Stop Exploiting Chimpanzees in Advertising

Target: General Manager of Suburban Auto Group, Erinn Sowle

Goal: Stop using ads featuring chimpanzees abused by trainer.

A car dealer is still airing commercials featuring chimpanzees who were reportedly kicked and beaten by their trainer. Suburban Auto Group is still using its “Trunk Monkey” ads from 2003 showing a young chimpanzee who was provided by trainer Sid Yost, a notorious animal abuser. The USDA cited Yost multiple times, filing complaints for over 40 alleged violations to the Animal Welfare Act. According to the USDA, animals were routinely subjected to physical abuse at the hands of Yost and his employees. In 2009, Yost was observed striking monkeys, tigers and a lion with a stick, and his training team allegedly abused wolves and other animals.

Numerous reports reveal the abuse many animals endure when used in entertainment. Chimpanzees are no exception. Taken from their mothers shortly after birth, chimp “actors” are often brutally trained, mistreated, kept in solitary confinement and given no freedom to express natural behaviors. When they reach seven or eight years of age and become too strong and dangerous to handle, trainers typically abandon them to roadside zoos or other types of barren confinement. Chimpanzees can live to be over 60 years old and thus often languish for several decades held captive in poor facilities.

As far back as 2003, when the ads were made, Yost and his staff were witnessed beating young chimpanzees by a primatologist. Despite this fact becoming wildly known, Suburban Auto Group is still airing the commercials. Experts have explained that the wide grin visible in the videos may resemble a human smile but is actually a “fear grimace” expressing the chimp’s distress.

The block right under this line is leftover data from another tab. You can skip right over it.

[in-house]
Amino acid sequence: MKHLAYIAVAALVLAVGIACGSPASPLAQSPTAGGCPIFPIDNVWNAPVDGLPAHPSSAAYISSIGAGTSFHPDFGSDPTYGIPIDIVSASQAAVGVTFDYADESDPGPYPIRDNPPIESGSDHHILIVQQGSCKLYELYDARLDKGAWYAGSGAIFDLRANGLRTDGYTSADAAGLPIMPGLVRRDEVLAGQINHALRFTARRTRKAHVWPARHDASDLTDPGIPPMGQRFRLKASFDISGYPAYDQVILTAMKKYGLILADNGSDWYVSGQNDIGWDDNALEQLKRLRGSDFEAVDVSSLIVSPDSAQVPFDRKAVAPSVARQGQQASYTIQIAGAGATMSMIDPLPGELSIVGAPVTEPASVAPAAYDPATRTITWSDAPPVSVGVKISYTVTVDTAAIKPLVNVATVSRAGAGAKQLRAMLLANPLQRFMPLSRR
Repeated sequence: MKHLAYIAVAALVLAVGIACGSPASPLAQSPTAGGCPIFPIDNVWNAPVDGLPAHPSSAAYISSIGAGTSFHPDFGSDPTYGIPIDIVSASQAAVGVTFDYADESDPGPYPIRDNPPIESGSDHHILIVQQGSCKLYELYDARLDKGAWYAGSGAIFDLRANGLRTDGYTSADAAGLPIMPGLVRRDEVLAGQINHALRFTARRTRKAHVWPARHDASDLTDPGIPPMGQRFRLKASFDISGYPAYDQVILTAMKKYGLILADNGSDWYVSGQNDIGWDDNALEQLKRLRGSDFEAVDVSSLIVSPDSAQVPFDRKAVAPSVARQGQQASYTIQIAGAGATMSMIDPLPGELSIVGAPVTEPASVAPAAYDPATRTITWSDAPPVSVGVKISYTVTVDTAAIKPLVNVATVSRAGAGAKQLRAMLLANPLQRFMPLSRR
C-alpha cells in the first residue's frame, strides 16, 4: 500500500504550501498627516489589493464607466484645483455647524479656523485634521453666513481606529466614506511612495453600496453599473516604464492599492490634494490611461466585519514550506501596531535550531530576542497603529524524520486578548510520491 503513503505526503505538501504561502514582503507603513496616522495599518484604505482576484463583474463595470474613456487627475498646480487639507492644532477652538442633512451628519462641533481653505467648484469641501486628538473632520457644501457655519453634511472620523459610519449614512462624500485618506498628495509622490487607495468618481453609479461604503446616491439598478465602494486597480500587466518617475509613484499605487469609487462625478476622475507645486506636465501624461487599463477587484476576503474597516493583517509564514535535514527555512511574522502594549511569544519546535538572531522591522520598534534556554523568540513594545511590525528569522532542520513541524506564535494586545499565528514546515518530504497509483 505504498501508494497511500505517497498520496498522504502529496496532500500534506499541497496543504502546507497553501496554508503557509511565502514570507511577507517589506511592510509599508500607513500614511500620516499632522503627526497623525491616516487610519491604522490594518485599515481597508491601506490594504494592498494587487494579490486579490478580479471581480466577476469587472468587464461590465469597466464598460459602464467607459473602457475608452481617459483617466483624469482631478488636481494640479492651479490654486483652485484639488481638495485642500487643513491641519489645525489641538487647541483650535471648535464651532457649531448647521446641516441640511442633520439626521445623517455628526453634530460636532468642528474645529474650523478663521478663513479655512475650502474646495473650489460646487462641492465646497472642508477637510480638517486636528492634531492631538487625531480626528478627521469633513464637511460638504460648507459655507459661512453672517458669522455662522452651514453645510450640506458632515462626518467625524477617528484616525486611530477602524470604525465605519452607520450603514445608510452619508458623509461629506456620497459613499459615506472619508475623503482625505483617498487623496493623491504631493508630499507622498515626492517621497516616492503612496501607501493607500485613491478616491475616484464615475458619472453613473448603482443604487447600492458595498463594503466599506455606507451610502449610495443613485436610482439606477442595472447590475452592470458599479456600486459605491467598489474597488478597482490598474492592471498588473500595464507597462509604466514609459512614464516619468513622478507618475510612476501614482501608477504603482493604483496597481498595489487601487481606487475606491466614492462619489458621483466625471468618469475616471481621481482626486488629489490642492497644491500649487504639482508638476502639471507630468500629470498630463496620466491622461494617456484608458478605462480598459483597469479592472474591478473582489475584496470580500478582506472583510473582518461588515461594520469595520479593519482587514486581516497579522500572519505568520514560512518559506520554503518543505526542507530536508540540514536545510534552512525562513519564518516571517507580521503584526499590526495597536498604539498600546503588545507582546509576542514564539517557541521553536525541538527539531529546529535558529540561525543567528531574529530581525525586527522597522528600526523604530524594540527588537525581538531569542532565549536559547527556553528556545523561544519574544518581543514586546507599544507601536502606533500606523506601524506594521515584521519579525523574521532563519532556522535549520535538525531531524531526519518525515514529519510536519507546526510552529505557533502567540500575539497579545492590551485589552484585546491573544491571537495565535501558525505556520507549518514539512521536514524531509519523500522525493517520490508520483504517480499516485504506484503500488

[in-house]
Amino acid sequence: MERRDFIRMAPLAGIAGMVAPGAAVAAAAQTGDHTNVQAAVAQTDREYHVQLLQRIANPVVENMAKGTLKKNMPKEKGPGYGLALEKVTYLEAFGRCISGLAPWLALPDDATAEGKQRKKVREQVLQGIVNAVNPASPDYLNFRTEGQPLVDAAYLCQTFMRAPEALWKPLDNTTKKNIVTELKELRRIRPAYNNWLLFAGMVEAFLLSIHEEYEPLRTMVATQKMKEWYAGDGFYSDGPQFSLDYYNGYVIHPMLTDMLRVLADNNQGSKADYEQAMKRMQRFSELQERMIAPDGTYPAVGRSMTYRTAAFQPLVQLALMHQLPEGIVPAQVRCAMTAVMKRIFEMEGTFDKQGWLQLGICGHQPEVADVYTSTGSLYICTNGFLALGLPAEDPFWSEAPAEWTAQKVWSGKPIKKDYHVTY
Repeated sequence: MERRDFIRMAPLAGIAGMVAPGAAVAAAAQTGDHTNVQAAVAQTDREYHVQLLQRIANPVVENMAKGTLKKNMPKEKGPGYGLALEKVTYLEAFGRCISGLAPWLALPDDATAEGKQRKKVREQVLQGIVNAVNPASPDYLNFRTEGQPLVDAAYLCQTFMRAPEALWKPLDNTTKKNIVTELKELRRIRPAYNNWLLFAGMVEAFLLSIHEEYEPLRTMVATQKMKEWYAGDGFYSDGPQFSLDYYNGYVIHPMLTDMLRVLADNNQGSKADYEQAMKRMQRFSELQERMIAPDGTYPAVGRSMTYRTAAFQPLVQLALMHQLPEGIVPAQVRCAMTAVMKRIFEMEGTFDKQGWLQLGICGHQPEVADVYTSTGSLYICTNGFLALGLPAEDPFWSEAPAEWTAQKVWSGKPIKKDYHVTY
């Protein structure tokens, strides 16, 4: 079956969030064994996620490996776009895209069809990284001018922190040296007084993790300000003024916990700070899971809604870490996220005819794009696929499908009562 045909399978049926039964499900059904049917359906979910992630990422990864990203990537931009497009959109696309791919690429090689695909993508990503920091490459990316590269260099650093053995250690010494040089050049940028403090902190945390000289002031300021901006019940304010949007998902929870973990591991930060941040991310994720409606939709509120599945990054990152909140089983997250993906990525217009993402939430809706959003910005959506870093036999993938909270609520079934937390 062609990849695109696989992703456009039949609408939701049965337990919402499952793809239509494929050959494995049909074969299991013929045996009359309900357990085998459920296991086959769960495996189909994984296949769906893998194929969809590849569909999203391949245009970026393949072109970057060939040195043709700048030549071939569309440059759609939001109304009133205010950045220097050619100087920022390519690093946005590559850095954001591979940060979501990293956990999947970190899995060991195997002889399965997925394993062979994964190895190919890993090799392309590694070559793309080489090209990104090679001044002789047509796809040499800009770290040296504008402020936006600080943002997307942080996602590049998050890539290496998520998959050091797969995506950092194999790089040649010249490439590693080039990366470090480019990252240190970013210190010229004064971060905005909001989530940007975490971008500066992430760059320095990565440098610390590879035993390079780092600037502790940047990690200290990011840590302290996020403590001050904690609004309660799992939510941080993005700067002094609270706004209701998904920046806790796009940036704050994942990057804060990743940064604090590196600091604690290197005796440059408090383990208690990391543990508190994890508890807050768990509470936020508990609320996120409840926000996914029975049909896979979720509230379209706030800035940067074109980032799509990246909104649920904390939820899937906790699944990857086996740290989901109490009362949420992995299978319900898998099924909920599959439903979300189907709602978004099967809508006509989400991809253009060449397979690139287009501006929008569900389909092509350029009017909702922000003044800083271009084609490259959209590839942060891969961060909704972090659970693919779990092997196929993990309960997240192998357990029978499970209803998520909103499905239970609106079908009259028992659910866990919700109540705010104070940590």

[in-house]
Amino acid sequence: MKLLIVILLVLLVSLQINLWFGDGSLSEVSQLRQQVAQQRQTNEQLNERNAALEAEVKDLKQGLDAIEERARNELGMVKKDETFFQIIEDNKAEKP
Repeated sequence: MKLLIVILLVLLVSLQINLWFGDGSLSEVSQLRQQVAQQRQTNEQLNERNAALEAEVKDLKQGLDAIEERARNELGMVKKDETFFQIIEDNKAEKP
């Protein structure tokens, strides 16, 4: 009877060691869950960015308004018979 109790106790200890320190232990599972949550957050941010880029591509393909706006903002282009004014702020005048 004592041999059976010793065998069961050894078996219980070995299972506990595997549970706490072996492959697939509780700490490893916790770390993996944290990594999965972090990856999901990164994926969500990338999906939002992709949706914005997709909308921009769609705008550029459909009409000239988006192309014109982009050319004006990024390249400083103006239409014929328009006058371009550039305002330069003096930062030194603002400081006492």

Considering they are an endangered species, chimpanzees deserve to be protected rather than exploited to sell cars. Furthermore, the use of chimps and other apes in the media puts these animals at great risk by trivializing their conservation plight and increasing the dangerous demand for them as “pets.”

While other dealers have recognized these facts and pulled their “Trunk Monkey” ads, Suburban Auto Group is still putting profits over animal welfare and refusing to replace its inhumane ads. Urge them to stop airing the commercial and replace them with an advertising campaign that does not exploit animals.


Dear Mrs. Sowle,

You are certainly aware of the abuse the chimpanzees featured in your “Trunk Monkey” ads endured at the hands of their trainer Sid Yost. Many other dealerships have stopped using these exploitative commercials, yet Suburban Auto Group continues to disregard these ads’ negative impact.

Yost and his team were cited multiple times by the USDA for over 40 violations to the Animal Welfare Act including severe physical abuse to animals. Trainers were observed beating and otherwise mistreating chimpanzees, monkeys, lions, tigers and wolves. Unfortunately, animals used in entertainment are often poorly treated and abused, as has been documented by numerous recent reports.

Chimpanzees in particular are endangered and should not be exploited to sell cars. Featuring them in commercials has the added negative effect of trivializing their conservation plight and feeding the high and dangerous demand for these animals as “pets.”

I urge you to stop airing your archaic and harmful “Trunk Monkey” commercials and to replace them with advertising campaigns that do not use or exploit animals.


[Your Name Here]

Photo credit: Republica

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